National Geographic : 1960 Oct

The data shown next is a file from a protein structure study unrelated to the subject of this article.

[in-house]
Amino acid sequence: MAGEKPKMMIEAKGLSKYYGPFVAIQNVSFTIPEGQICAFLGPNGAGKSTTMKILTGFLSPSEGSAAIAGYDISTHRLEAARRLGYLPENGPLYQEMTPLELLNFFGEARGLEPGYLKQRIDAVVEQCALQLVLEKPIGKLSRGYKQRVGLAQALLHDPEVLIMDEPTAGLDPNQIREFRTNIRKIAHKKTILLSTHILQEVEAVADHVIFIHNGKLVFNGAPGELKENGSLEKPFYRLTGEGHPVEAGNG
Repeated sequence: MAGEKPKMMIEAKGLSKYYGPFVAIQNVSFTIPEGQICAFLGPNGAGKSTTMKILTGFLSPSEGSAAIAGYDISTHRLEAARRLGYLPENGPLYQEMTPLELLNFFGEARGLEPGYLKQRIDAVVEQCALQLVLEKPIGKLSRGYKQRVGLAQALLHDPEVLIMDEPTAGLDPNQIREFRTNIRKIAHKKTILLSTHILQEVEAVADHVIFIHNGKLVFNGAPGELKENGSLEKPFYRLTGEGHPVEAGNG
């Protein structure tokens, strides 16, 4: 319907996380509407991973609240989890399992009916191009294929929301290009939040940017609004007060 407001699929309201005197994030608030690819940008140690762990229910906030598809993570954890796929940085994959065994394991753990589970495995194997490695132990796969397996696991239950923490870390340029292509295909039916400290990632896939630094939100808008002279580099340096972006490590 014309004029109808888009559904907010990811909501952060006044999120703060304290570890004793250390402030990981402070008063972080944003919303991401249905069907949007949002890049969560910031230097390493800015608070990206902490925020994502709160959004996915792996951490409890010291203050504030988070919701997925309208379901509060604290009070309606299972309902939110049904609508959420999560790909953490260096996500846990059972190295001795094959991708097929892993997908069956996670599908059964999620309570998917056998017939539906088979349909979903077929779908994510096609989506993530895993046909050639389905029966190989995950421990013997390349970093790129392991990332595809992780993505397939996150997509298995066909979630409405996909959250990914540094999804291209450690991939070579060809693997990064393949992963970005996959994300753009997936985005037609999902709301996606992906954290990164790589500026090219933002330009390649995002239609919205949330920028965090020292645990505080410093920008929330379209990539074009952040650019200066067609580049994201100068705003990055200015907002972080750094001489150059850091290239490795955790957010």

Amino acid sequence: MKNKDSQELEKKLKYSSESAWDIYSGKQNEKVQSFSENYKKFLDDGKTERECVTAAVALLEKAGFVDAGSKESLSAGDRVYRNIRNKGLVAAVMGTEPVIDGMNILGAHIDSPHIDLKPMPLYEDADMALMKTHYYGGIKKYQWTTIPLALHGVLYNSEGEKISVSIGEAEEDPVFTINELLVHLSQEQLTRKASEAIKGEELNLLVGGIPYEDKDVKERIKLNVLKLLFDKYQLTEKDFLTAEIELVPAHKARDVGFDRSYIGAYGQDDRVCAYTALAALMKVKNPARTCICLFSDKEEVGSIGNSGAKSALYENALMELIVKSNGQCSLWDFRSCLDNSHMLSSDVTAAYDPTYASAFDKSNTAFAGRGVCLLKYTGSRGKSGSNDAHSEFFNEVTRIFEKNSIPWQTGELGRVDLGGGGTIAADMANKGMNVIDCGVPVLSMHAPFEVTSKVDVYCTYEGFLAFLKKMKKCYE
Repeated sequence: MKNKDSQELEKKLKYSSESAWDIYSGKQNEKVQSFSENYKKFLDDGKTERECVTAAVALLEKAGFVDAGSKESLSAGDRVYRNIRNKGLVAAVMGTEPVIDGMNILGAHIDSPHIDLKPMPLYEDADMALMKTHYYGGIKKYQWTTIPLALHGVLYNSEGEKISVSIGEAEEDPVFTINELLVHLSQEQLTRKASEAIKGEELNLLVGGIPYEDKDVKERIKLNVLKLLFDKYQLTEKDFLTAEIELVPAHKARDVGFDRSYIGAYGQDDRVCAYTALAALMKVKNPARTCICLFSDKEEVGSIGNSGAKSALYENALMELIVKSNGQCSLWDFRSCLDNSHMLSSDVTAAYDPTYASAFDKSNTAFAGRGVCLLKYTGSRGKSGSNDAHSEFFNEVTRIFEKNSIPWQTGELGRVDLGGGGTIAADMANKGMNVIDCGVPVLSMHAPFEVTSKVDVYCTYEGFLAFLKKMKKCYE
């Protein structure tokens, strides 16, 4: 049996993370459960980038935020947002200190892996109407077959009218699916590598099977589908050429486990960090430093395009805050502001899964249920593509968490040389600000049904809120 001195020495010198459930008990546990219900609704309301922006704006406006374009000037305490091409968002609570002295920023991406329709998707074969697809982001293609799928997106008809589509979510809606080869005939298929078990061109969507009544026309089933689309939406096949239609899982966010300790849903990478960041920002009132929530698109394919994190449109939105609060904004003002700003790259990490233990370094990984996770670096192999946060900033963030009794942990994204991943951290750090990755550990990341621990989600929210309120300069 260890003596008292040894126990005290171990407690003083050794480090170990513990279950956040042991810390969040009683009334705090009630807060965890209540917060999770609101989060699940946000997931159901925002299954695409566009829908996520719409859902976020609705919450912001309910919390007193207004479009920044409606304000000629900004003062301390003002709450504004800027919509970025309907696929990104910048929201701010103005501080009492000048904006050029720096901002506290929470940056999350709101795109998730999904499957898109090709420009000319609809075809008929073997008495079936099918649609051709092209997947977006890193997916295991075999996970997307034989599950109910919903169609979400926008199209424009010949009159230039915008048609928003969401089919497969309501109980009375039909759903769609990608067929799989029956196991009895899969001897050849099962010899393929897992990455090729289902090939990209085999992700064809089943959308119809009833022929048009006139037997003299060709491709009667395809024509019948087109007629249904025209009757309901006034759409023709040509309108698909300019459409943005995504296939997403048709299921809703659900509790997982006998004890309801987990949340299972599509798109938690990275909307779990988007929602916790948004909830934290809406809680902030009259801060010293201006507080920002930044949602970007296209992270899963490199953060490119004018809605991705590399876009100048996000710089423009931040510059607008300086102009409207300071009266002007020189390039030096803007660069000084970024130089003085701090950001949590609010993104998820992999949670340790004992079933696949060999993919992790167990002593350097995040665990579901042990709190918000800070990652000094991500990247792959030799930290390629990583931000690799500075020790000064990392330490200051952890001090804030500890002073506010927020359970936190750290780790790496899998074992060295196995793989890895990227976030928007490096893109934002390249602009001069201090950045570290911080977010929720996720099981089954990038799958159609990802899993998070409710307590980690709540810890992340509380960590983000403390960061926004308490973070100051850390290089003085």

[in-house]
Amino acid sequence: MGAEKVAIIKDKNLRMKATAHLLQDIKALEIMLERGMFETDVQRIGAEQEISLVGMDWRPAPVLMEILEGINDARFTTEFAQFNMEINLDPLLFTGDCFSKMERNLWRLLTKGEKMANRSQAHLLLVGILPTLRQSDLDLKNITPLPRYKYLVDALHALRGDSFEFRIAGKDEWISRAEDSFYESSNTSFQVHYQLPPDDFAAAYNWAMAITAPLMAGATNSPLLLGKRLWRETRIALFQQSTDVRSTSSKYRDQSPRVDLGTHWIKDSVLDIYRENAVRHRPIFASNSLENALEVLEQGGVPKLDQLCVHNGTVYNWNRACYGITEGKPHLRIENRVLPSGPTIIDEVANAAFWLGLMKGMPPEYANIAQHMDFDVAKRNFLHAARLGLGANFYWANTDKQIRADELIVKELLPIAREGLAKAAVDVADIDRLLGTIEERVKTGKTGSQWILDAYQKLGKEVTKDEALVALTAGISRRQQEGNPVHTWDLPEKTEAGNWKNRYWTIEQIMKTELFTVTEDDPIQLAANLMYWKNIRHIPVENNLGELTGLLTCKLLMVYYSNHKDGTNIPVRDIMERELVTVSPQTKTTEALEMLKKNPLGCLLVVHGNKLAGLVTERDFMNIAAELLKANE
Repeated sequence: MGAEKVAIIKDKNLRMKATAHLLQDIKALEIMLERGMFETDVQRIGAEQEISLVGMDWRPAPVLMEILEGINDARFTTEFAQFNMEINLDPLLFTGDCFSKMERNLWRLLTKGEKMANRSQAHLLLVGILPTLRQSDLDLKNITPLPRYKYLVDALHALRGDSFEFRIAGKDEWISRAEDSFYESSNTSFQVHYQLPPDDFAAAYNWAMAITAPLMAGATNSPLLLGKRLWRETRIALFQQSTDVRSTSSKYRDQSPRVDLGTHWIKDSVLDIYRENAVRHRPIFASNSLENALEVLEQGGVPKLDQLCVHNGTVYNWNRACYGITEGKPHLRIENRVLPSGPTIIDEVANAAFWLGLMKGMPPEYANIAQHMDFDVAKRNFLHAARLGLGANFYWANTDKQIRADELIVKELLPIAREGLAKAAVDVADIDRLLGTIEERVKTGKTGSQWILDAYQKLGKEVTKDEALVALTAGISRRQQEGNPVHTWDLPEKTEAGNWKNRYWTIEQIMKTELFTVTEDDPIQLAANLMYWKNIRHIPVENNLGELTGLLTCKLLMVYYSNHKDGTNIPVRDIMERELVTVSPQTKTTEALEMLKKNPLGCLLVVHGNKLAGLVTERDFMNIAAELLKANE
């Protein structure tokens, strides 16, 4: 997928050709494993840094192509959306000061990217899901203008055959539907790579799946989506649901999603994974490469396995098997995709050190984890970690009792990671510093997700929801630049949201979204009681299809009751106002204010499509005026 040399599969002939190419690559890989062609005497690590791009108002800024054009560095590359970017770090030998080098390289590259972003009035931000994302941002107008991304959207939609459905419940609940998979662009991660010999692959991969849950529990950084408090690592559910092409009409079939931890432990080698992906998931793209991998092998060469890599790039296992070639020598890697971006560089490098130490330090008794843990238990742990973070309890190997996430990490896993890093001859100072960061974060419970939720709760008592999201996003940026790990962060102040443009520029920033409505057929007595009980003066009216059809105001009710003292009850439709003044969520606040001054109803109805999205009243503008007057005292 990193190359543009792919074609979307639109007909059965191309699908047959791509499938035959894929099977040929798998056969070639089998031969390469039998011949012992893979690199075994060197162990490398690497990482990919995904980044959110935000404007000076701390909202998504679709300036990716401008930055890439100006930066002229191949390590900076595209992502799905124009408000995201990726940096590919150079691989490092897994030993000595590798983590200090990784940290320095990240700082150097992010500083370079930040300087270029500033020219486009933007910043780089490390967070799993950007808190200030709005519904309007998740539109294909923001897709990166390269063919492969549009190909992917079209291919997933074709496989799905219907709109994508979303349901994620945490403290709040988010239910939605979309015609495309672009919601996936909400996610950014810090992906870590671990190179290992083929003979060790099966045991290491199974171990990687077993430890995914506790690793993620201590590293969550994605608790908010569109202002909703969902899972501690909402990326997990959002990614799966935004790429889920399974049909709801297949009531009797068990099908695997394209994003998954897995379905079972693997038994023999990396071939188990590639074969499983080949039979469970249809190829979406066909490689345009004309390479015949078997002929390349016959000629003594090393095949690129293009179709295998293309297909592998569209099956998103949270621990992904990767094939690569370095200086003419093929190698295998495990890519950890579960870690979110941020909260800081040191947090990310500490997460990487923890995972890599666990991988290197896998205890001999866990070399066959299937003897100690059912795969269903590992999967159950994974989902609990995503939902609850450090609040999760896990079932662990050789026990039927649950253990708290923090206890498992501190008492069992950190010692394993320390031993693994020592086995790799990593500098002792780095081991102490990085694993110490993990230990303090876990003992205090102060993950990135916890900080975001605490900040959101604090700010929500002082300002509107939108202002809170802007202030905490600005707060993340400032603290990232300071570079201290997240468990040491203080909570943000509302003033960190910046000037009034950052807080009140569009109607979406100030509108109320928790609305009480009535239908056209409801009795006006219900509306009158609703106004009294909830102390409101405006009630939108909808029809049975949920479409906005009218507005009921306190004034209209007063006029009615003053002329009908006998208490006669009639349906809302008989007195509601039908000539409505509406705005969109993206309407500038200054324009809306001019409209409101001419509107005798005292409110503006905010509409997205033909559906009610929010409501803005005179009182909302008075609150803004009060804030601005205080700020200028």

bring large areas of arid land under cultiva tion. Started during British rule, the intri cate system of canals, power plants, and dams is being rapidly enlarged by the Indian Gov ernment. Perhaps its most ambitious part is the Bhakra Dam, in the Punjab area. Con sidered by many engineers to be the most difficult project of its kind ever attempted, it will be the highest in Asia. Mr. Manly Harvey Slocum, the American adviser on Bhakra's construction, had much more to say of the project's importance. Called by Indians the "mother and father of Bhakra," this peppery man with steel-gray hair and amber eyes led us on a breathless tour of the nearly completed dam. "It used to be that power was the tail of the dog," he told us. "Now power is the dog itself, and irrigation is the tail. Bhakra can do more for the industrial progress of India than any other project conceived." India is well aware of the importance of rapid industrialization; more than half the budget for her Second Five Year Plan is de 456 Lofty Bhakra Dam Corks the Sutlej, Impounding Water for Thirsty Fields The new dam will block a gorge in the Siwalik Range, where engineers scooped out more than 140 million cubic feet of earth before sinking the foundations 190 feet below the riverbed. Enough concrete will go into the 740-foot-high dam to build a one-lane road 5,000 miles long. By harnessing the Sutlej, India will gen erate 450,000 kilowatts of electricity and irrigate 10 million arid acres. The river passes within 50 miles of the Ganges head waters, but flows in the opposite direction and merges with the Indus. Literary treasures fill the library of His Highness Sir Yadavindra Singh, Maharaja dhiraj of Patiala. He shows Mrs. Schreider a 17th-century volume containing works of the celebrated Persian poet Sa'di. Diamonds and rubies stud the volume at his elbow.